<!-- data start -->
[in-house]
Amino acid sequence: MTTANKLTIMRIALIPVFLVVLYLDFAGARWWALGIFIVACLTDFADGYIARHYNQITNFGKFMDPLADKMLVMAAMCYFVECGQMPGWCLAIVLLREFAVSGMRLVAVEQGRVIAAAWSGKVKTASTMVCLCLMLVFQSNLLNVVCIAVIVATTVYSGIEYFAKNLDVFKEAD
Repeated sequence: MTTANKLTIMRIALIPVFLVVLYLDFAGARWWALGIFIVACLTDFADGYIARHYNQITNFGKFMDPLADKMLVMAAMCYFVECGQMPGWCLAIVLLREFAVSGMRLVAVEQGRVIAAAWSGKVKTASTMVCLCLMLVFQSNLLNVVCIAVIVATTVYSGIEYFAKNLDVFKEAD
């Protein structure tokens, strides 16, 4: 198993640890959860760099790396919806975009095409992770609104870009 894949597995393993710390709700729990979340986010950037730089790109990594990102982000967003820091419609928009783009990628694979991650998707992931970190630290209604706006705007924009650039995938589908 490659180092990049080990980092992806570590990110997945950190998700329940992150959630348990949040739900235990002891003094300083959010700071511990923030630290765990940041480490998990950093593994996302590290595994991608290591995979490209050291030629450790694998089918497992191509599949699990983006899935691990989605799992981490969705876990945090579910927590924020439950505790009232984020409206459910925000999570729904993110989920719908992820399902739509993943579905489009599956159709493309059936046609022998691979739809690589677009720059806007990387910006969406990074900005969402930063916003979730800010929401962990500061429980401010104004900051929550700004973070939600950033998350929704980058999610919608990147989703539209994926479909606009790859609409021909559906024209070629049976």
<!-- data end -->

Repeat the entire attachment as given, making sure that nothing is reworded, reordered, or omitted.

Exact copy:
[in-house]
Amino acid sequence: MTTANKLTIMRIALIPVFLVVLYLDFAGARWWALGIFIVACLTDFADGYIARHYNQITNFGKFMDPLADKMLVMAAMCYFVECGQMPGWCLAIVLLREFAVSGMRLVAVEQGRVIAAAWSGKVKTASTMVCLCLMLVFQSNLLNVVCIAVIVATTVYSGIEYFAKNLDVFKEAD
Repeated sequence: MTTANKLTIMRIALIPVFLVVLYLDFAGARWWALGIFIVACLTDFADGYIARHYNQITNFGKFMDPLADKMLVMAAMCYFVECGQMPGWCLAIVLLREFAVSGMRLVAVEQGRVIAAAWSGKVKTASTMVCLCLMLVFQSNLLNVVCIAVIVATTVYSGIEYFAKNLDVFKEAD
């Protein structure tokens, strides 16, 4: 198993640890959860760099790396919806975009095409992770609104870009 894949597995393993710390709700729990979340986010950037730089790109990594990102982000967003820091419609928009783009990628694979991650998707992931970190630290209604706006705007924009650039995938589908 490659180092990049080990980092992806570590990110997945950190998700329940992150959630348990949040739900235990002891003094300083959010700071511990923030630290765990940041480490998990950093593994996302590290595994991608290591995979490209050291030629450790694998089918497992191509599949699990983006899935691990989605799992981490969705876990945090579910927590924020439950505790009232984020409206459910925000999570729904993110989920719908992820399902739509993943579905489009599956159709493309059936046609022998691979739809690589677009720059806007990387910006969406990074900005969402930063916003979730800010929401962990500061429980401010104004900051929550700004973070939600950033998350929704980058999610919608990147989703539209994926479909606009790859609409021909559906024209070629049976």